Math in a Minute:
Formative Assessment Edition
Volume 3 Issue 26
Here are some great ideas to formatively assess learning during the school year. These are also great ideas if you are planning to review before a standardized test. Instead of having learners answer question after question, the alternative is to have them analyze the question and interact with it on a deeper level. These strategies also give you, the educator, more information about the thought process of each learner. Enjoy!
Get to the Point
After learners have worked through a few problems, have them code them as either "careless" errors or "clueless" errors. As the educator, you can provide additional opportunities for the learners to gain more understanding in the concept that caused them to not be able to answer the question. Click here to get the recording sheet.
Separate the class into groups. Give each group a set of steps to solve a problem. Have the learners put the steps in order. This order should make sense to them and all members should be able to explain the order. Have groups explain their process and compare it to the other group's.
Another way to do this is to give every learner the same problem. Have them identify the steps that they would take to solve it. Have them discuss with a partner or small group their process and compare it to the others.
Give learners problems that do not include the answer choices. Have the learners analyze the problems and sort them in a way that makes sense to them. They may sort them by topic, by operation, or however they see fit. There is no correct way to sort them, but the learners have an opportunity to analyze the question prior to answering them.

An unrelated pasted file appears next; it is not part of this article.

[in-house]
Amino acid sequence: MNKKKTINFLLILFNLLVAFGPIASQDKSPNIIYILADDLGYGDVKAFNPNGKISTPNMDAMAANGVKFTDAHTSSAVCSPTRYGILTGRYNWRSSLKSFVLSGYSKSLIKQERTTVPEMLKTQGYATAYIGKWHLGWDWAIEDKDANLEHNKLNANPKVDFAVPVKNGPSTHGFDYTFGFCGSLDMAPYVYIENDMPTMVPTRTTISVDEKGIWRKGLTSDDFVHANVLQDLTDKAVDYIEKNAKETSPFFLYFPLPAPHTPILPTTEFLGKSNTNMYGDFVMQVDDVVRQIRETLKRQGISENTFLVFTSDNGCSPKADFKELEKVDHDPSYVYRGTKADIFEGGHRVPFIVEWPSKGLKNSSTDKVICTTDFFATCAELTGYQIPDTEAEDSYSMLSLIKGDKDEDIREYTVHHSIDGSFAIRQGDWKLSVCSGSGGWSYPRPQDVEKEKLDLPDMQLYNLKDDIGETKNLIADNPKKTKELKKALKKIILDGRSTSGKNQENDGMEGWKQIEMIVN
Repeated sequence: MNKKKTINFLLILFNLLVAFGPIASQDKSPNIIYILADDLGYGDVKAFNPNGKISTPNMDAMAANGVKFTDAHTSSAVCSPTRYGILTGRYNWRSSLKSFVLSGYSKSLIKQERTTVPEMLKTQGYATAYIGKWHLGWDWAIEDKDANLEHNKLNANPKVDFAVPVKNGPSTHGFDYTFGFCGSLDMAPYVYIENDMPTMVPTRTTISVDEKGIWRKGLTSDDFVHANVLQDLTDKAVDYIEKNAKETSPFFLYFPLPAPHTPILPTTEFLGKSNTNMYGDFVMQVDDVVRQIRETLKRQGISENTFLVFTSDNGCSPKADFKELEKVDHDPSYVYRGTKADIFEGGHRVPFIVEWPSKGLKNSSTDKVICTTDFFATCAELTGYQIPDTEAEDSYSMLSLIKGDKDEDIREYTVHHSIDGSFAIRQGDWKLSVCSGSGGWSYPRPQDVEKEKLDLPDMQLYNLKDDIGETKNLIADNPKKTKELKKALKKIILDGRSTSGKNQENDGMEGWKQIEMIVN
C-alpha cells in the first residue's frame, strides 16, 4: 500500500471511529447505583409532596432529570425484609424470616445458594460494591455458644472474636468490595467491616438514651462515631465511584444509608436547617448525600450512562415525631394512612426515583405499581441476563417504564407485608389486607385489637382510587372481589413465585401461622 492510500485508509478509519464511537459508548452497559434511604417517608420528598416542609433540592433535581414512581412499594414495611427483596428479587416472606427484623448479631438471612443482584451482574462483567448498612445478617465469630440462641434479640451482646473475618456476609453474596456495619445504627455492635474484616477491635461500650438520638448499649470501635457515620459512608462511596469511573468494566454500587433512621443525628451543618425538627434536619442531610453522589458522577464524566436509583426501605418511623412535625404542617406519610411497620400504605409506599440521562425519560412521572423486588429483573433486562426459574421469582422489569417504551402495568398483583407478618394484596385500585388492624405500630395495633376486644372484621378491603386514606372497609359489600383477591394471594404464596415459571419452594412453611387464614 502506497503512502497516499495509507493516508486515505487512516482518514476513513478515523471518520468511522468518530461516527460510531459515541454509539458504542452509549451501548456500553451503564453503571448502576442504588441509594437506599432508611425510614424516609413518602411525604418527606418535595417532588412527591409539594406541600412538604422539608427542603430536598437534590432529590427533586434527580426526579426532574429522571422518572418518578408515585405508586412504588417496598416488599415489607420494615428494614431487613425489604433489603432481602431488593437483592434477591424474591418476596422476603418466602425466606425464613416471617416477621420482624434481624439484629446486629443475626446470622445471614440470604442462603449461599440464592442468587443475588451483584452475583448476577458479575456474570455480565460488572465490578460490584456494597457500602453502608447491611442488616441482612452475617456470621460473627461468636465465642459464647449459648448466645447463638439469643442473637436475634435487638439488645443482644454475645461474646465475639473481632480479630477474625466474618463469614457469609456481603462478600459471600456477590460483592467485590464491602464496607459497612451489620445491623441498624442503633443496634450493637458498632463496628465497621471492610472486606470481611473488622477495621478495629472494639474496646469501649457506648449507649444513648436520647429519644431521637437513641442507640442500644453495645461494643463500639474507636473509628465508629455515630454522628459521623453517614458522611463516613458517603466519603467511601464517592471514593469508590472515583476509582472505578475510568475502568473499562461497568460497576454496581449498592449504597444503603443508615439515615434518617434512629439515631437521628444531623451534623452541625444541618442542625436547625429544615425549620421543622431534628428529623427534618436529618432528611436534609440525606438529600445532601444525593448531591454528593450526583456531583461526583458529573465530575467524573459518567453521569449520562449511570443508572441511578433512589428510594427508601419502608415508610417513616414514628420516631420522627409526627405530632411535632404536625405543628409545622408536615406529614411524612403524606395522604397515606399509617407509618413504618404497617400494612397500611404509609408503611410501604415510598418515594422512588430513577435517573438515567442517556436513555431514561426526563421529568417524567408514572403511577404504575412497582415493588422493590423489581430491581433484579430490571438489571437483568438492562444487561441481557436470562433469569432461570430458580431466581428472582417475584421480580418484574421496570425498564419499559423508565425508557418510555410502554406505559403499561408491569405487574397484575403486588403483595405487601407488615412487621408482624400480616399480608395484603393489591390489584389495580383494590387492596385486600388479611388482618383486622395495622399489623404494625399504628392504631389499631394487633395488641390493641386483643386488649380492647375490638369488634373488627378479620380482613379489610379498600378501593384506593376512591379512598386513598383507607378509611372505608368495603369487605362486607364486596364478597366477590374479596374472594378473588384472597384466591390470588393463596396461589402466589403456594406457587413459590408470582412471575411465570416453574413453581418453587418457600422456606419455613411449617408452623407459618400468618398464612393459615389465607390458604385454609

It's Another Way
Example: If the answer is “4”, the answer may be written “32÷☐=8” or “There are 4 dogs in each cage.”
Rock and Roll Review
Sort the learners into pairs. Put problems around the room and allow the learners to walk around to these problems. When the pair gets to a problem, they roll a die. Depending on the number rolled, the pair will interact with the problem. This can be recorded in a math journal, paper or digital device.
1 = State the big idea or concept of the problem.
2 = Communicate your plan to answer the problem.
3 = Determine the best WRONG answer and justify your thinking.
4 = Identify the strategy or strategies you would use to solve the problem.
5 = Select the WORST answer and justify your thinking.
6 = Determine the CORRECT answer and justify your thinking.
In many of these cases, the learners must solve the problem to be able to do the specified task. While the learners are working through each of the problems, the educator walks around to listen to conversation, prompt deeper thinking and answer questions.
Click here for a recording sheet created by G.C. at Lakeside Elementary.
3 - 2 - 1 Review
Students take a short test. After grading it, have the students get in pairs and discuss the following about the problems:
3 = Select three questions that you got right and explain it to a friend.
2 = Select two questions that you thought you got correct but you didn't. Work with
your partner to answer the problem correctly.
1 = Select one question that you were clueless about and just guessed. Find someone
who can teach you how to get started, think about and answer this problem
Odd Man Out
Show the learners four problems. Have them chose which problem is the odd one out. Make sure they can justify their reasoning. Here are some examples:
3 Truths and 1 Lie
Show the class a problem. Have each learner write 3 truths and 1 lie about the problem. Have the learners pair up and share their 3 truths and 1 lie. Have the partners determine the lie and justify their answer. Here's and example:
Truth or lie? - You can use subtraction to find the difference.
Truth or lie? - The answer choice D is unreasonable.
Truth or lie? - The can expect the answer to be more than 85,000 g.
Truth or lie? - You can use estimation to find the answer.